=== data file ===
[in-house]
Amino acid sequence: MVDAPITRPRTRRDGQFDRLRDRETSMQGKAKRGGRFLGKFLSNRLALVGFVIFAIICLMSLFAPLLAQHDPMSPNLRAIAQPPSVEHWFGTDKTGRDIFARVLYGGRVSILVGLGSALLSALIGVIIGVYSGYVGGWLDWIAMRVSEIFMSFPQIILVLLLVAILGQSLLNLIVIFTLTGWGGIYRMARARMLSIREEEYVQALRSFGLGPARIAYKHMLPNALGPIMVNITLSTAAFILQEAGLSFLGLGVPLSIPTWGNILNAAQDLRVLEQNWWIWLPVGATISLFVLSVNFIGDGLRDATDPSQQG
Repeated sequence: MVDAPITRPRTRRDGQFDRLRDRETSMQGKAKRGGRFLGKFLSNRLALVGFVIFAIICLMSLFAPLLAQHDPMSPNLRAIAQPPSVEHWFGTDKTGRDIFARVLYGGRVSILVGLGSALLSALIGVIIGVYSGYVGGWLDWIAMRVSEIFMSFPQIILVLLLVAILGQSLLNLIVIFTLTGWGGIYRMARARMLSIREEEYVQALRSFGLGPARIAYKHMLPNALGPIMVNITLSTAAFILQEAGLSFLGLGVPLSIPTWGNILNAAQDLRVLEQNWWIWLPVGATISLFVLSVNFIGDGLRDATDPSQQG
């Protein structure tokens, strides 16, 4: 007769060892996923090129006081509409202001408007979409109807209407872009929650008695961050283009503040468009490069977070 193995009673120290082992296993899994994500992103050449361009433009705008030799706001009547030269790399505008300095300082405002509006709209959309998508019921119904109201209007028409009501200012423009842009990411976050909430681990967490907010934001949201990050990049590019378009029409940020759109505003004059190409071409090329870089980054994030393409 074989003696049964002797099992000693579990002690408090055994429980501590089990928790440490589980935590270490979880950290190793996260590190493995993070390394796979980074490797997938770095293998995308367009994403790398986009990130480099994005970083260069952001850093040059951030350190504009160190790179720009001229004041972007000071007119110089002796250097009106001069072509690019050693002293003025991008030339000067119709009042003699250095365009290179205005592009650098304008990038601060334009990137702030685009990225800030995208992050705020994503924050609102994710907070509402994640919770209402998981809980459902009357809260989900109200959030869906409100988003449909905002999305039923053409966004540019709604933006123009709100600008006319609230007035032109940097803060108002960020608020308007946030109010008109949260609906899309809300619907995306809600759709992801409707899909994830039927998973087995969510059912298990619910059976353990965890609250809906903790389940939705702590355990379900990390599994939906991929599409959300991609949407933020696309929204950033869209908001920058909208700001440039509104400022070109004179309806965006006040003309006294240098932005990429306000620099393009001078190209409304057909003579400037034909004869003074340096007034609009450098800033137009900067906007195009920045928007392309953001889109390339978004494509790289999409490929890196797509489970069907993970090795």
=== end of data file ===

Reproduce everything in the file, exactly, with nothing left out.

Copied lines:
[in-house]
Amino acid sequence: MVDAPITRPRTRRDGQFDRLRDRETSMQGKAKRGGRFLGKFLSNRLALVGFVIFAIICLMSLFAPLLAQHDPMSPNLRAIAQPPSVEHWFGTDKTGRDIFARVLYGGRVSILVGLGSALLSALIGVIIGVYSGYVGGWLDWIAMRVSEIFMSFPQIILVLLLVAILGQSLLNLIVIFTLTGWGGIYRMARARMLSIREEEYVQALRSFGLGPARIAYKHMLPNALGPIMVNITLSTAAFILQEAGLSFLGLGVPLSIPTWGNILNAAQDLRVLEQNWWIWLPVGATISLFVLSVNFIGDGLRDATDPSQQG
Repeated sequence: MVDAPITRPRTRRDGQFDRLRDRETSMQGKAKRGGRFLGKFLSNRLALVGFVIFAIICLMSLFAPLLAQHDPMSPNLRAIAQPPSVEHWFGTDKTGRDIFARVLYGGRVSILVGLGSALLSALIGVIIGVYSGYVGGWLDWIAMRVSEIFMSFPQIILVLLLVAILGQSLLNLIVIFTLTGWGGIYRMARARMLSIREEEYVQALRSFGLGPARIAYKHMLPNALGPIMVNITLSTAAFILQEAGLSFLGLGVPLSIPTWGNILNAAQDLRVLEQNWWIWLPVGATISLFVLSVNFIGDGLRDATDPSQQG
């Protein structure tokens, strides 16, 4: 007769060892996923090129006081509409202001408007979409109807209407872009929650008695961050283009503040468009490069977070 193995009673120290082992296993899994994500992103050449361009433009705008030799706001009547030269790399505008300095300082405002509006709209959309998508019921119904109201209007028409009501200012423009842009990411976050909430681990967490907010934001949201990050990049590019378009029409940020759109505003004059190409071409090329870089980054994030393409 074989003696049964002797099992000693579990002690408090055994429980501590089990928790440490589980935590270490979880950290190793996260590190493995993070390394796979980074490797997938770095293998995308367009994403790398986009990130480099994005970083260069952001850093040059951030350190504009160190790179720009001229004041972007000071007119110089002796250097009106001069072509690019050693002293003025991008030339000067119709009042003699250095365009290179205005592009650098304008990038601060334009990137702030685009990225800030995208992050705020994503924050609102994710907070509402994640919770209402998981809980459902009357809260989900109200959030869906409100988003449909905002999305039923053409966004540019709604933006123009709100600008006319609230007035032109940097803060108002960020608020308007946030109010008109949260609906899309809300619907995306809600759709992801409707899909994830039927998973087995969510059912298990619910059976353990965890609250809906903790389940939705702590355990379900990390599994939906991929599409959300991609949407933020696309929204950033869209908001920058909208700001440039509104400022070109004179309806965006006040003309006294240098932005990429306000620099393009001078190209409304057909003579400037034909004869003074340096007034609009450098800033137009900067906007195009920045928007392309953001889109390339978004494509790289999409490929890196797509489970069907993970090795």